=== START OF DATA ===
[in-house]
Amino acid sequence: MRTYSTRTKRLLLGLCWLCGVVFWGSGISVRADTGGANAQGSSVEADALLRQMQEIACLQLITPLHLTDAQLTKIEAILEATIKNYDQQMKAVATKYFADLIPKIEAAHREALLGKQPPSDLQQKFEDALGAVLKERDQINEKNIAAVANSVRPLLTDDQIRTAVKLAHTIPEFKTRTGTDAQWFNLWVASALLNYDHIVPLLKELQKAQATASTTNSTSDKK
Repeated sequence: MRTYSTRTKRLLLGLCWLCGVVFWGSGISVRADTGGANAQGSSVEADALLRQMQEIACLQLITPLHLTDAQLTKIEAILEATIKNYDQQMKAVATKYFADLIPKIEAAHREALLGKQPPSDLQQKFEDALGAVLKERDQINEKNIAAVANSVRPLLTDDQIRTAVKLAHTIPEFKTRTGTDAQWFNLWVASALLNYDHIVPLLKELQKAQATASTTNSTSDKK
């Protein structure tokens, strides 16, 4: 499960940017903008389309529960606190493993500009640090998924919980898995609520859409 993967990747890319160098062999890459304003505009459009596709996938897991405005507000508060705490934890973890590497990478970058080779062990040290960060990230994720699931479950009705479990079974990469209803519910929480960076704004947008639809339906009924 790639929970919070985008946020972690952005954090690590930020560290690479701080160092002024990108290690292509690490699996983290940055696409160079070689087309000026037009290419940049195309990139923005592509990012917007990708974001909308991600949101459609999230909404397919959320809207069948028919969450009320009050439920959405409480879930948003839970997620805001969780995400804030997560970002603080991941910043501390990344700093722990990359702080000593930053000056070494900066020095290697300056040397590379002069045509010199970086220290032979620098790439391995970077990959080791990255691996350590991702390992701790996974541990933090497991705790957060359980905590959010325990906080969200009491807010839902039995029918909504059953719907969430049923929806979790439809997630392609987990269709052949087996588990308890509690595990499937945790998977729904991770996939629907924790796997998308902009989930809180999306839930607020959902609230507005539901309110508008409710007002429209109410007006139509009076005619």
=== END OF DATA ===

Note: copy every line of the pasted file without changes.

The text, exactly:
[in-house]
Amino acid sequence: MRTYSTRTKRLLLGLCWLCGVVFWGSGISVRADTGGANAQGSSVEADALLRQMQEIACLQLITPLHLTDAQLTKIEAILEATIKNYDQQMKAVATKYFADLIPKIEAAHREALLGKQPPSDLQQKFEDALGAVLKERDQINEKNIAAVANSVRPLLTDDQIRTAVKLAHTIPEFKTRTGTDAQWFNLWVASALLNYDHIVPLLKELQKAQATASTTNSTSDKK
Repeated sequence: MRTYSTRTKRLLLGLCWLCGVVFWGSGISVRADTGGANAQGSSVEADALLRQMQEIACLQLITPLHLTDAQLTKIEAILEATIKNYDQQMKAVATKYFADLIPKIEAAHREALLGKQPPSDLQQKFEDALGAVLKERDQINEKNIAAVANSVRPLLTDDQIRTAVKLAHTIPEFKTRTGTDAQWFNLWVASALLNYDHIVPLLKELQKAQATASTTNSTSDKK
């Protein structure tokens, strides 16, 4: 499960940017903008389309529960606190493993500009640090998924919980898995609520859409 993967990747890319160098062999890459304003505009459009596709996938897991405005507000508060705490934890973890590497990478970058080779062990040290960060990230994720699931479950009705479990079974990469209803519910929480960076704004947008639809339906009924 790639929970919070985008946020972690952005954090690590930020560290690479701080160092002024990108290690292509690490699996983290940055696409160079070689087309000026037009290419940049195309990139923005592509990012917007990708974001909308991600949101459609999230909404397919959320809207069948028919969450009320009050439920959405409480879930948003839970997620805001969780995400804030997560970002603080991941910043501390990344700093722990990359702080000593930053000056070494900066020095290697300056040397590379002069045509010199970086220290032979620098790439391995970077990959080791990255691996350590991702390992701790996974541990933090497991705790957060359980905590959010325990906080969200009491807010839902039995029918909504059953719907969430049923929806979790439809997630392609987990269709052949087996588990308890509690595990499937945790998977729904991770996939629907924790796997998308902009989930809180999306839930607020959902609230507005539901309110508008409710007002429209109410007006139509009076005619």